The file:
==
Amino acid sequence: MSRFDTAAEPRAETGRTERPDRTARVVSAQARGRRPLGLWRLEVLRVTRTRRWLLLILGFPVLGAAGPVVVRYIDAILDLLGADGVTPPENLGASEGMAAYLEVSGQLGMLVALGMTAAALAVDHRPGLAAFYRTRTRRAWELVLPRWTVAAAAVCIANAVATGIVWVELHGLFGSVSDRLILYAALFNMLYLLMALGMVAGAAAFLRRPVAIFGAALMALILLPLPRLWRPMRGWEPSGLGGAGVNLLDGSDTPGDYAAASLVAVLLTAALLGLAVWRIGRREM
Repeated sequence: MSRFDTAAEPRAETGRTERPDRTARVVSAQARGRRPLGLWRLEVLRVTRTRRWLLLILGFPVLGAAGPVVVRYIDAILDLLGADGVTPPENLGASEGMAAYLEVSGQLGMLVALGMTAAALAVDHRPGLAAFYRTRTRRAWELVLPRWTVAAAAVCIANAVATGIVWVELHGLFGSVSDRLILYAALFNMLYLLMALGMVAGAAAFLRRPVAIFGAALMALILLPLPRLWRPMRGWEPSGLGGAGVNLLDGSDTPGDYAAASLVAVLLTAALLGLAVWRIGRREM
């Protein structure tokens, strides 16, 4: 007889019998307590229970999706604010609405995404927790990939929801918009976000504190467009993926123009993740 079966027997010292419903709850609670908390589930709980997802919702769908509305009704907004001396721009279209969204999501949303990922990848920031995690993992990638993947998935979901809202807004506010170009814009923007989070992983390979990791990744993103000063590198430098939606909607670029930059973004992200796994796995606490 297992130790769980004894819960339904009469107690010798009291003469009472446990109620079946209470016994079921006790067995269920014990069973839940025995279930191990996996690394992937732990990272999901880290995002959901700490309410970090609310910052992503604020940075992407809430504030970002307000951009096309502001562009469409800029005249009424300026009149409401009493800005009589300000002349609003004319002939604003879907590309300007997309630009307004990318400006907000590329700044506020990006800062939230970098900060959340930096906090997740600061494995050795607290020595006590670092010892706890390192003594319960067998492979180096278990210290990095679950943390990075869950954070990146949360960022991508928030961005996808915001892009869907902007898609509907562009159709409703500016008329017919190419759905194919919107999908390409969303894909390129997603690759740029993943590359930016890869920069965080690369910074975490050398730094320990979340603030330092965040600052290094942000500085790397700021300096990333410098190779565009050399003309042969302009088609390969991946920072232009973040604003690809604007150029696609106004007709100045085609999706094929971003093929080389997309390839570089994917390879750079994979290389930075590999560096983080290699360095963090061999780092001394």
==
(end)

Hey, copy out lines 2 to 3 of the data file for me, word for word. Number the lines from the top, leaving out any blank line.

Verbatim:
Repeated sequence: MSRFDTAAEPRAETGRTERPDRTARVVSAQARGRRPLGLWRLEVLRVTRTRRWLLLILGFPVLGAAGPVVVRYIDAILDLLGADGVTPPENLGASEGMAAYLEVSGQLGMLVALGMTAAALAVDHRPGLAAFYRTRTRRAWELVLPRWTVAAAAVCIANAVATGIVWVELHGLFGSVSDRLILYAALFNMLYLLMALGMVAGAAAFLRRPVAIFGAALMALILLPLPRLWRPMRGWEPSGLGGAGVNLLDGSDTPGDYAAASLVAVLLTAALLGLAVWRIGRREM
């Protein structure tokens, strides 16, 4: 007889019998307590229970999706604010609405995404927790990939929801918009976000504190467009993926123009993740 079966027997010292419903709850609670908390589930709980997802919702769908509305009704907004001396721009279209969204999501949303990922990848920031995690993992990638993947998935979901809202807004506010170009814009923007989070992983390979990791990744993103000063590198430098939606909607670029930059973004992200796994796995606490 297992130790769980004894819960339904009469107690010798009291003469009472446990109620079946209470016994079921006790067995269920014990069973839940025995279930191990996996690394992937732990990272999901880290995002959901700490309410970090609310910052992503604020940075992407809430504030970002307000951009096309502001562009469409800029005249009424300026009149409401009493800005009589300000002349609003004319002939604003879907590309300007997309630009307004990318400006907000590329700044506020990006800062939230970098900060959340930096906090997740600061494995050795607290020595006590670092010892706890390192003594319960067998492979180096278990210290990095679950943390990075869950954070990146949360960022991508928030961005996808915001892009869907902007898609509907562009159709409703500016008329017919190419759905194919919107999908390409969303894909390129997603690759740029993943590359930016890869920069965080690369910074975490050398730094320990979340603030330092965040600052290094942000500085790397700021300096990333410098190779565009050399003309042969302009088609390969991946920072232009973040604003690809604007150029696609106004007709100045085609999706094929971003093929080389997309390839570089994917390879750079994979290389930075590999560096983080290699360095963090061999780092001394």